C) look before you leap

D) all good things come to those who wait

10. Your attitude toward money is best described as:

A) a dollar saved is a dollar earned

B) you’ve got to spend money to make money

C) cash and carry only

D) whenever possible, use other people’s money


1. A: 1 B: 4 C: 2 D: 3

2. A: 4 B: 1 C: 3 D: 2


3. A: 3 B: 4 C: 2 D: 1


4. A: 2 B: 3 C: 1 D: 4


5. A: 3 B: 4 C: 2 D: 1


6. A: 4 B: 3 C: 2 D: 1


7. A: 1 B: 3 C: 2 D: 4

8. A: 2 B: 3 C: 4 D: 1

9. A: 4 B: 3 C: 2 D: 1

10.A: 2 B: 3 C: 1 D: 4

What your total score indicates:

  • 10-17: You’re not willing to take chances with your money, even though t means you can’t make big gains.

  • 18-24: You’re semi-conservative, willing to take a small chance with enough information.

  • 25-32: You’re semi-aggressive, wiling to take chances if you think the odds of earning more are in your favor.

  • 33-40: You’re aggressive, looking for every opportunity to make your money grow, even though in some cases the odds may be quite long. You view money as a tool to make more money.

How did you do? The majority of those who take the test fall under the 25-32 point category. As I’ve noted earlier, the more risk involved in any undertaking, the more reward given for taking that additional risk.


Remember, only invest as much money in a risky venture as you can afford to lose. It feels great when you see your money sky rocket after putting your funds in an investment that isn’t as safe as a bond or treasury bill, but don’t bank on making 30% every week. If you started your business, and it’s doing well financially within the first year, congratulations! But remember to stay consistent; don’t leave a business on autopilot and hope that it generates consistent returns without doing anything.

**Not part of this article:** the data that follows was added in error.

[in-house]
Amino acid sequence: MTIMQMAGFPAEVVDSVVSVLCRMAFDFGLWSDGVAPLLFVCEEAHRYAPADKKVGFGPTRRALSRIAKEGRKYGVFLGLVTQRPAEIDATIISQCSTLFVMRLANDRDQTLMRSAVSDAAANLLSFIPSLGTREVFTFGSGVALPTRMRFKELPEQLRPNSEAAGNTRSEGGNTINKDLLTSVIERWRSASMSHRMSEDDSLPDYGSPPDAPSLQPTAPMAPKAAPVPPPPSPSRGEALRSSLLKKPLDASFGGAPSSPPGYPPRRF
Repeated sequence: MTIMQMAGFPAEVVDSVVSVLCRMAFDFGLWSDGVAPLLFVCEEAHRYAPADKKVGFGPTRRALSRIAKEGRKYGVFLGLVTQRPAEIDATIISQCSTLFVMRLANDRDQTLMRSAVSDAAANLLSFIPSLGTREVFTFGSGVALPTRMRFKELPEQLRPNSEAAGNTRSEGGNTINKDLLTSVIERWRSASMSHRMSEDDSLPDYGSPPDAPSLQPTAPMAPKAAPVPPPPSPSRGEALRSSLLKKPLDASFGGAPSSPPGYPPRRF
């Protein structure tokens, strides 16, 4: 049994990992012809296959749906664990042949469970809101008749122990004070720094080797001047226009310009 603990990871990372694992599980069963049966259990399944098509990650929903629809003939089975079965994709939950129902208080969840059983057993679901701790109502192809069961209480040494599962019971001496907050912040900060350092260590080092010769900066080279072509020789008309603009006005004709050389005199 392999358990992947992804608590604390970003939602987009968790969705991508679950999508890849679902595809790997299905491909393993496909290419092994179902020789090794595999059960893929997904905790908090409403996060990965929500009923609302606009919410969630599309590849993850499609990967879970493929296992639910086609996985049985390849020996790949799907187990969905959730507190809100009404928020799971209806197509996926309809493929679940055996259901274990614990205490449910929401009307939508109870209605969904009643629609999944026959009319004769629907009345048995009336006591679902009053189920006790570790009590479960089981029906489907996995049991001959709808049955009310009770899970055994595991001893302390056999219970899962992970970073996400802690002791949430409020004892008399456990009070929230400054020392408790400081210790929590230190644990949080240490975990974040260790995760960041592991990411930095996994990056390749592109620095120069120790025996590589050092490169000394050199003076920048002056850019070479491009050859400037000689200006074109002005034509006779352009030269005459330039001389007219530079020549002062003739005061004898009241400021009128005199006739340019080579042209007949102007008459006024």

Diversify, and don’t put all your eggs in one basket. Knowledge is power, so do your research thoroughly. Invest Wisely.


Sew Up the Hole in Your Pocket

February 7, 2008

Do you wonder why you are always broke? Are you barely making it? Are you always asking for money for basic necessities?

There are inevitable bills that you have to pay each month, so why are you still hurting financially? If you answered yes to any of the first three questions then there is something you are ignoring that you must take care of. You must recognize where the financial bleeding is coming from. I’ll give you a hint: It comes from your pocket and it leaks out money. It’s called consumer debt, and you will be cursed with this burden until you decided to do something about it.

Have you seen the I Love Lucy episode where Lucy and Ethel are hired to wrap individual chocolates for their new jobs? The chocolate drops go one by one down a conveyor belt, and they wrap the chocolate in foil before it goes through to the other side. The girls do well until the manager speeds up the belt to the point where Lucy and Ethel cannot keep up. They end up dropping chocolate, allowing chocolate to pass through the belt without it being wrapped, and devouring them to avoid being fired.

Imagine you and your spouse are Lucy and Ethel. You have two sources of income, yourselves. Your own man power is what allows you to wrap the chocolate (pay the bills). Once you buy your dream car, send your kids to school, dine at the best places in town, and take vacations, the belt (expenses) moves at a faster rate. Are you sure you can keep up the pace? If you are already struggling then you’ll have to work overtime hours. You’re going to stress yourself to death. So what should you do?